Is Sodexo doing enough?
November 20, 2014
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Major changes made their way into the LaCasse Dining Center following Sodexo’s failing health inspection.
Walking into the LaCasse Dining Center for the first time this fall semester, the cafeteria for the most part looked the same as we left it last May. If you take a closer look you will notice some changes. It is no surprise that these changes were related to the health inspection given at the end of last semester.
In May of 2014, the Sodexo management of the LaCasse Dining Center at Le Moyne received an unsatisfactory result from the Onondaga County Health Department. Some of the violations were temperature related, while some were facility issues.
“[There were] only two small food violations on the health inspection,” said Drew D’Angelo, a LaCasse Dining Center manager. “Normally those food violations would not have been an issue. When they left here, we thought we had passed. We corrected all of the issues while they were here.”
One of the noticeable changes in the dining hall is the placement of the chips. Instead of the metal chip bowl everyone was used to seeing, the chips are now held in plastic containers that close. Also, the tongs used to get the chips have their own designated area to be set down in between uses. The health inspection cited that the utensils were coming in contact with everyone’s hands and then making direct contact with the chips. However, the inspection also cited that cookies, like the chips, had no protection from contact of multiple people, and similar measures have not been taken with the cookies.
“The apples were an issue because they weren’t under a sneeze guard. And there was some yogurt that was out of temperature,” D’Angelo said. “We made some positive changes.”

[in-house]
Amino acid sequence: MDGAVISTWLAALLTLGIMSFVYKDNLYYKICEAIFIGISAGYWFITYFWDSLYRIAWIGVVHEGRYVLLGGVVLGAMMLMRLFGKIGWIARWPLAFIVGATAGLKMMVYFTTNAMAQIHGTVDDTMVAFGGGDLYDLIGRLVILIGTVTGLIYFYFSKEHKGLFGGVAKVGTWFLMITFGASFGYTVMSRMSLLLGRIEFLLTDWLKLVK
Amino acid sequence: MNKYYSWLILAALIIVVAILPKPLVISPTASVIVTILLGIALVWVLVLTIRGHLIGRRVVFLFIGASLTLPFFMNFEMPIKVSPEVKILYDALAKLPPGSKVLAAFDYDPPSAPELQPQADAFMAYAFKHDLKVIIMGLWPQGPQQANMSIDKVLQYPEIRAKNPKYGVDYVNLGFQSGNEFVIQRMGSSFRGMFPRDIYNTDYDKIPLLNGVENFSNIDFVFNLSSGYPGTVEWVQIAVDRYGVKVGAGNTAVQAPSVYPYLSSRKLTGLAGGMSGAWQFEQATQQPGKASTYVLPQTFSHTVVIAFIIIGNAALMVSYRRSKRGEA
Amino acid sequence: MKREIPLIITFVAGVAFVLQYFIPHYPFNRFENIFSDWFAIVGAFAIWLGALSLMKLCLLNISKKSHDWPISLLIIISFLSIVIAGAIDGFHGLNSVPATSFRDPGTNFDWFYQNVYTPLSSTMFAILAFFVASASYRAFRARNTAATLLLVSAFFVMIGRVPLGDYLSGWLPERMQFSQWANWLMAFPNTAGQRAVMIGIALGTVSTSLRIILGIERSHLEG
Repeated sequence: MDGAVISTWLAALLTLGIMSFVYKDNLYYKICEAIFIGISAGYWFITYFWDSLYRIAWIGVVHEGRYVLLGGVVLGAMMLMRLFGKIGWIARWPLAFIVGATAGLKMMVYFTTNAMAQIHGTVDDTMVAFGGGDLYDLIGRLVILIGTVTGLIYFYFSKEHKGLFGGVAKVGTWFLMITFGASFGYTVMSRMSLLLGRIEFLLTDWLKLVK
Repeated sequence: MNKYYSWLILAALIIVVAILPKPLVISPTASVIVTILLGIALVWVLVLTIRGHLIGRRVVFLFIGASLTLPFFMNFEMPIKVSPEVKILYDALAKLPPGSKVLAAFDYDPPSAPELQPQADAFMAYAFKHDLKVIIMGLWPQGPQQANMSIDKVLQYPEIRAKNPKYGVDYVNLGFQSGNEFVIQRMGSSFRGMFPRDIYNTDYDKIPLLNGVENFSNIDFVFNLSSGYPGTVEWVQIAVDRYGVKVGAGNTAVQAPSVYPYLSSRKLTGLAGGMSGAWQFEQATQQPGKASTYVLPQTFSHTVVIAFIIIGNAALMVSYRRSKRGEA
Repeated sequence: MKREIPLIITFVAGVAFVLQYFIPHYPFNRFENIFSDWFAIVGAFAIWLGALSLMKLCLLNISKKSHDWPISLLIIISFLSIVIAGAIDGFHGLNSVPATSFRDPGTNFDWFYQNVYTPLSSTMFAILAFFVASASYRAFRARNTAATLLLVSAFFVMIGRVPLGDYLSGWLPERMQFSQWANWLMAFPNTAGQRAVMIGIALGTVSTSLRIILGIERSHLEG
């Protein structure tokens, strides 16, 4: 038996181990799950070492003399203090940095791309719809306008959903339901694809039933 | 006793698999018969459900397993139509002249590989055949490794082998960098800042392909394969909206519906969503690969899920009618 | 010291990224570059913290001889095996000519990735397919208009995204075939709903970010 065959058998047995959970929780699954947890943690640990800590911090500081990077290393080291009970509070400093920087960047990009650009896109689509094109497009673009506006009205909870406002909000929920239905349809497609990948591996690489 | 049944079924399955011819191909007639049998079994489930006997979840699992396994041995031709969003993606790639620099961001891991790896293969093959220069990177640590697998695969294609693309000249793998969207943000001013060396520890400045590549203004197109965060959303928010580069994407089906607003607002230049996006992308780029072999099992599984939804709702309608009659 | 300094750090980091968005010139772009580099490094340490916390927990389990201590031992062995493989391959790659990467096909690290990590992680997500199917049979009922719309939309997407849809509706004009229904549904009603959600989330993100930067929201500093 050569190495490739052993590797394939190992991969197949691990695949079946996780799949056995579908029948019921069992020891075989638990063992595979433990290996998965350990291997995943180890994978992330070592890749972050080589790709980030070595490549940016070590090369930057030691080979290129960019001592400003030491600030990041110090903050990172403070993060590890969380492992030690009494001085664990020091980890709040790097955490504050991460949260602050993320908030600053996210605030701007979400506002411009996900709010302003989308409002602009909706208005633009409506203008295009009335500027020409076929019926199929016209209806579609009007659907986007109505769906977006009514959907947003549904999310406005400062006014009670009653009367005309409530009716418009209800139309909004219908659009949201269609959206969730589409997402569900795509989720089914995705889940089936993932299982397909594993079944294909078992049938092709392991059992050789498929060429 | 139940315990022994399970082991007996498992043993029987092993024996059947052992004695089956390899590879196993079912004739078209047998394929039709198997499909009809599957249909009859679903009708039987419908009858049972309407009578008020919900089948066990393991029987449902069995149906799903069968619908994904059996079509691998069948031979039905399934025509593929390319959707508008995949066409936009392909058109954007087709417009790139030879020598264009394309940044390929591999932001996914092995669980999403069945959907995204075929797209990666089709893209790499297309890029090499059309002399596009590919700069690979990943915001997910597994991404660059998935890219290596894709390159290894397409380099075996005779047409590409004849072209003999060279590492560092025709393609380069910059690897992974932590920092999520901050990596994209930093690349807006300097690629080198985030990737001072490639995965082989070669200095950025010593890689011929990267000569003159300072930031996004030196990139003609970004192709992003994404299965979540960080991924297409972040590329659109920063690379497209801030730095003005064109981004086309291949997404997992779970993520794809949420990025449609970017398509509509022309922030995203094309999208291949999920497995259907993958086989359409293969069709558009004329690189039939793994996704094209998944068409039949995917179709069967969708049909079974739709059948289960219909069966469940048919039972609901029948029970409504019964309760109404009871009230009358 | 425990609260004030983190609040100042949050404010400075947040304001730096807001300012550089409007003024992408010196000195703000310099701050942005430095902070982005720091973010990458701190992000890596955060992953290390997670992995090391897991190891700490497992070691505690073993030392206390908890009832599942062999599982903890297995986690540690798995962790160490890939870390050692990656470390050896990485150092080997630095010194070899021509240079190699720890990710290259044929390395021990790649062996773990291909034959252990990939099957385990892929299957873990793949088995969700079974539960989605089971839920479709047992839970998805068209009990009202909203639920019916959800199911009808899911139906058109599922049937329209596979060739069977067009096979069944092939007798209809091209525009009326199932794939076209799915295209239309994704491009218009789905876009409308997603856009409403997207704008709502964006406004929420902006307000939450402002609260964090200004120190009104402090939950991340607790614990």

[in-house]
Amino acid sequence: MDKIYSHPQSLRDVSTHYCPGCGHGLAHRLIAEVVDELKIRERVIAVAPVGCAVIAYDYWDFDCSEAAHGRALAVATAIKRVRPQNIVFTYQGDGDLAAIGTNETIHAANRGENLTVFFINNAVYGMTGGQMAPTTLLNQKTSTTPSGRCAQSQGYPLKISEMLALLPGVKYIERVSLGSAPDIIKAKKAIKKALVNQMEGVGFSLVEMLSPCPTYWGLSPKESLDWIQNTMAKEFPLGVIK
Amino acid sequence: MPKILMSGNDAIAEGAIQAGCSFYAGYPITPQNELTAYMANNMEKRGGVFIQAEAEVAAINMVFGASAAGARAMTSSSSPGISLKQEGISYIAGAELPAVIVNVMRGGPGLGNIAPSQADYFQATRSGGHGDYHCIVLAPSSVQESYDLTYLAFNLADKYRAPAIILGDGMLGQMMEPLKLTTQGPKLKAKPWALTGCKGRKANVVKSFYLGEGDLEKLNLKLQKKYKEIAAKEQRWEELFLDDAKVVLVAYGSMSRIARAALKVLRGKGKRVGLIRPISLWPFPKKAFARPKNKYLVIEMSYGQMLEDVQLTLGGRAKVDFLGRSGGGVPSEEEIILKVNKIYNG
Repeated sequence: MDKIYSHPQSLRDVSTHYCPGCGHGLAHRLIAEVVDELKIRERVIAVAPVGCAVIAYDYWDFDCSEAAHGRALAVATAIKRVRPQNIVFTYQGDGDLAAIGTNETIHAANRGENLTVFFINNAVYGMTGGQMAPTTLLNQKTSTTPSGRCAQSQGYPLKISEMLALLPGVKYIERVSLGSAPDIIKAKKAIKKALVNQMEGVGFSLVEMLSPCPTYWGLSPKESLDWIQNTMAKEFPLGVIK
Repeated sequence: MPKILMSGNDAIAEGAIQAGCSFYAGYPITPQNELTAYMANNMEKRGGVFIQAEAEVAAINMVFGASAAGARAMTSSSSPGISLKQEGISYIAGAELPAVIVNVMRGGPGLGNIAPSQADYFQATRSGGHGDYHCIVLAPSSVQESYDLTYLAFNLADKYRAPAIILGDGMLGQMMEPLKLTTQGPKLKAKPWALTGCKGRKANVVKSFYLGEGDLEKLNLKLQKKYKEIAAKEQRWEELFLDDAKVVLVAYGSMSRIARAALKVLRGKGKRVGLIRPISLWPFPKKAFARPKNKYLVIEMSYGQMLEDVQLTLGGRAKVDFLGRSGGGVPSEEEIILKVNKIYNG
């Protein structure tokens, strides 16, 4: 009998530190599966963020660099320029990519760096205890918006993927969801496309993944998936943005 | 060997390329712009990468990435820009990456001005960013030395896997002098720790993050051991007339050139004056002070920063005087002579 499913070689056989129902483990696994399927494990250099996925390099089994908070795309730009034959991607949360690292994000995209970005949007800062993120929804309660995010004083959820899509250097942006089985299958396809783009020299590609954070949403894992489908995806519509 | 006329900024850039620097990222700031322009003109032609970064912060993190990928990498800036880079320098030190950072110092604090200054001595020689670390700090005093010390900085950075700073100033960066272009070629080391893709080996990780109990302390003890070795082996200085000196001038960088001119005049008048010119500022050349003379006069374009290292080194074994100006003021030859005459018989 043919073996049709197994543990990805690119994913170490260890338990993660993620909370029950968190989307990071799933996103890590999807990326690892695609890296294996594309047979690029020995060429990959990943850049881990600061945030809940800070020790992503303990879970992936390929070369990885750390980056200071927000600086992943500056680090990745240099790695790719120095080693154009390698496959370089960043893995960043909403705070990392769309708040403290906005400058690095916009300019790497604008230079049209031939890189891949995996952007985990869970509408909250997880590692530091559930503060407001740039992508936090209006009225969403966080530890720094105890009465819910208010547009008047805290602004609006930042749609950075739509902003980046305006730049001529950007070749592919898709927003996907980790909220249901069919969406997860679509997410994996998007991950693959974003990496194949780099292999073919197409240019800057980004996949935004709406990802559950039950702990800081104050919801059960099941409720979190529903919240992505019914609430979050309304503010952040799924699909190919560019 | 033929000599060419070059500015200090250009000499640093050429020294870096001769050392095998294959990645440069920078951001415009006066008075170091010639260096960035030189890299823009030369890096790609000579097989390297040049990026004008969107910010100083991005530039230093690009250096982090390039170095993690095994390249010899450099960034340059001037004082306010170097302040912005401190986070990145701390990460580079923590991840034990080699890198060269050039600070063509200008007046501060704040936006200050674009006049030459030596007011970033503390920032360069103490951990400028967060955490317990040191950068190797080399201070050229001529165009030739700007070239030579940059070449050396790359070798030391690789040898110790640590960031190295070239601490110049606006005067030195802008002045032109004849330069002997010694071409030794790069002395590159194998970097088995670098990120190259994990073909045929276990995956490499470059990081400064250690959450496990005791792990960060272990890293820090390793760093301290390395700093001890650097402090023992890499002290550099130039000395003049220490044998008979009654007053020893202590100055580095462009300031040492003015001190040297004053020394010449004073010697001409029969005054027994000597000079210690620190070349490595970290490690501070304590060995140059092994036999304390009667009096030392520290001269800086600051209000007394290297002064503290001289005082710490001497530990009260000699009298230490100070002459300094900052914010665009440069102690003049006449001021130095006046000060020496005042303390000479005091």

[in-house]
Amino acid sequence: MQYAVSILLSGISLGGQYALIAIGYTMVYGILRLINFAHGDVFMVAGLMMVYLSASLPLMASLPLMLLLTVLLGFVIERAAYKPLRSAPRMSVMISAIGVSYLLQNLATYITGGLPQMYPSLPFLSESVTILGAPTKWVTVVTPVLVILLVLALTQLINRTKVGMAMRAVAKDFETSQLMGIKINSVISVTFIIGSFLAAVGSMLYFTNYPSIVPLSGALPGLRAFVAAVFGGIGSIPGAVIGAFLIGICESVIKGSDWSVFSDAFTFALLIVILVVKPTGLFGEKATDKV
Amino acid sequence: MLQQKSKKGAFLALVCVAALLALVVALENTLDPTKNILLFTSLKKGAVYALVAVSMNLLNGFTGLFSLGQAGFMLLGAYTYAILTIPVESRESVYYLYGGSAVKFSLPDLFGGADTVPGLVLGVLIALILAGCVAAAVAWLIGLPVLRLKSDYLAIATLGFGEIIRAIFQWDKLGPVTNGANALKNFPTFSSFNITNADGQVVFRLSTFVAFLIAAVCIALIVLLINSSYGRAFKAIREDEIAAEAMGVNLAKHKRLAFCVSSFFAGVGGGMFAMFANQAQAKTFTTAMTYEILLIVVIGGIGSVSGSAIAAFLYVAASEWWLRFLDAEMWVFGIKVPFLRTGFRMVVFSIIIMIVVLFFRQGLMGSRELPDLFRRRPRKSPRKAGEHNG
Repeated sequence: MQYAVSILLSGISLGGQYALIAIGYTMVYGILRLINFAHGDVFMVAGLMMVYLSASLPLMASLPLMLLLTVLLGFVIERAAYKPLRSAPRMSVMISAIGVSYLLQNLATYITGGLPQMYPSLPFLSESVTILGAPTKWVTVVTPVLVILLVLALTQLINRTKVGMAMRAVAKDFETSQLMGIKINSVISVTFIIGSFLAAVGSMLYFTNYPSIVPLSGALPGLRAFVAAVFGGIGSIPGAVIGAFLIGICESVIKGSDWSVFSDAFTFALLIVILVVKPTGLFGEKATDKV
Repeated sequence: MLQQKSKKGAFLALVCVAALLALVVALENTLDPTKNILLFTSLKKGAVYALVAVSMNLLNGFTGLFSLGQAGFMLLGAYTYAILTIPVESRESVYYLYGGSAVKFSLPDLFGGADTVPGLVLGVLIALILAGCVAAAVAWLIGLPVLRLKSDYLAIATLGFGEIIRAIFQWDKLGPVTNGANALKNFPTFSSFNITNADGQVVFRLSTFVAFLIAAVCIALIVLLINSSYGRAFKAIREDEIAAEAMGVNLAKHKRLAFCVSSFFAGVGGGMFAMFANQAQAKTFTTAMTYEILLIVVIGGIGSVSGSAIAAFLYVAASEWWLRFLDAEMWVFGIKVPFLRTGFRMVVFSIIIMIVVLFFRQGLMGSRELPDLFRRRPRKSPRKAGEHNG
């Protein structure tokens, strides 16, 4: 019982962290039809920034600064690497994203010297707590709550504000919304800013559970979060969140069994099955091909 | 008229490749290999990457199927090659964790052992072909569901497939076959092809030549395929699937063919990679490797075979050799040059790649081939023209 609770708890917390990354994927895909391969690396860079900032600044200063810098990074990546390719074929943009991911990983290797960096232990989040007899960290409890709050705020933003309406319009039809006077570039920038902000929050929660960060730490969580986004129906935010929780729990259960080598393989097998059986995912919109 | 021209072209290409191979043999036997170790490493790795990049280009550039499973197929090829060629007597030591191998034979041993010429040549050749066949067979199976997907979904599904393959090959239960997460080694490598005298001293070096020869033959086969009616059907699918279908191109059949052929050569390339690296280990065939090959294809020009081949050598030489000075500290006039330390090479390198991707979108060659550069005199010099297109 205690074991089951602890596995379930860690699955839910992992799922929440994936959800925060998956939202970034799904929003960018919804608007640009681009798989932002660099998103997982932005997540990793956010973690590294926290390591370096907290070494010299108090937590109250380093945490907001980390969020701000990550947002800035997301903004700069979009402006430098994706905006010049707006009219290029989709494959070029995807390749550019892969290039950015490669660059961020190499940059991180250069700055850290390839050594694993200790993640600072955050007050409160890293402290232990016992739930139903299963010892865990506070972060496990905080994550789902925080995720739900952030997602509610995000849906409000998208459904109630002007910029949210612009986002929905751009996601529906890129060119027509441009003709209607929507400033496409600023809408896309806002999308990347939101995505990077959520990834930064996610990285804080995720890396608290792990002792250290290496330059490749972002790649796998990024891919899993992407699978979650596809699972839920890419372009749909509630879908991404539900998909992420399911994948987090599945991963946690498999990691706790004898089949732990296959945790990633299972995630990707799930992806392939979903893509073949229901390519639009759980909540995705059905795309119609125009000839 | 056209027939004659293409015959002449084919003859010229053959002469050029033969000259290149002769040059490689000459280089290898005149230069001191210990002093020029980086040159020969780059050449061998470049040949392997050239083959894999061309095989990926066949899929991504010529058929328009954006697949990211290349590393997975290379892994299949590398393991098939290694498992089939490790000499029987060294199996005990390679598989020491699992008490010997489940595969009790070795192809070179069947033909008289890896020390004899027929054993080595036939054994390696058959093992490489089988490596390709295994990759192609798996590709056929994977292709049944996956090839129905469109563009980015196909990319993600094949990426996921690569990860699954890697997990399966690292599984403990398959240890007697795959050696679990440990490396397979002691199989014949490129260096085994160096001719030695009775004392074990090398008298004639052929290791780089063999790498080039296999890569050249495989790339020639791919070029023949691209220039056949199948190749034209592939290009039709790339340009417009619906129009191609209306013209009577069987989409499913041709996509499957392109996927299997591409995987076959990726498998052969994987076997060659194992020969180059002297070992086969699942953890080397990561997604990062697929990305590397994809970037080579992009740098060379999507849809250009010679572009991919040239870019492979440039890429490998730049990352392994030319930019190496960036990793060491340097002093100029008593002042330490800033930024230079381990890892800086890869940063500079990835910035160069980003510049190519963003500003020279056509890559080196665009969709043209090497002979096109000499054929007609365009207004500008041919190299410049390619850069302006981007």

The apples, which were cited for not having protection from contact from multiple people, now have tongs placed by them. Whether the students use them or not is outside of the control of the dining hall.
“Food needs to be 40 degrees. We vented the cabinet underneath; the yogurt was having a problem because the cabinet wasn’t vented so the heat from the compressor was building up underneath the refrigeration lines,” said D’Angelo. “We also lowered the product by two more inches into the cabinet.”
The Onondaga County Health Department official document on June 5th, 2014 states that a few of the violations have been corrected. Some of those corrected violations include, but are not limited to: chemicals being stored next to the salad bar gloves, condiments at the self-serve breakfast bar noted at 60 degrees, and puddings at the salad bar not being refrigerated.
“The laws change from year to year,” said D’Angelo. “They don’t send [updates on the law] out to you, you have to seek them.”
It will be interesting not only to see what future health inspections have in store for Sodexo now that changes have been implemented, but also to see if they will be required to make further changes.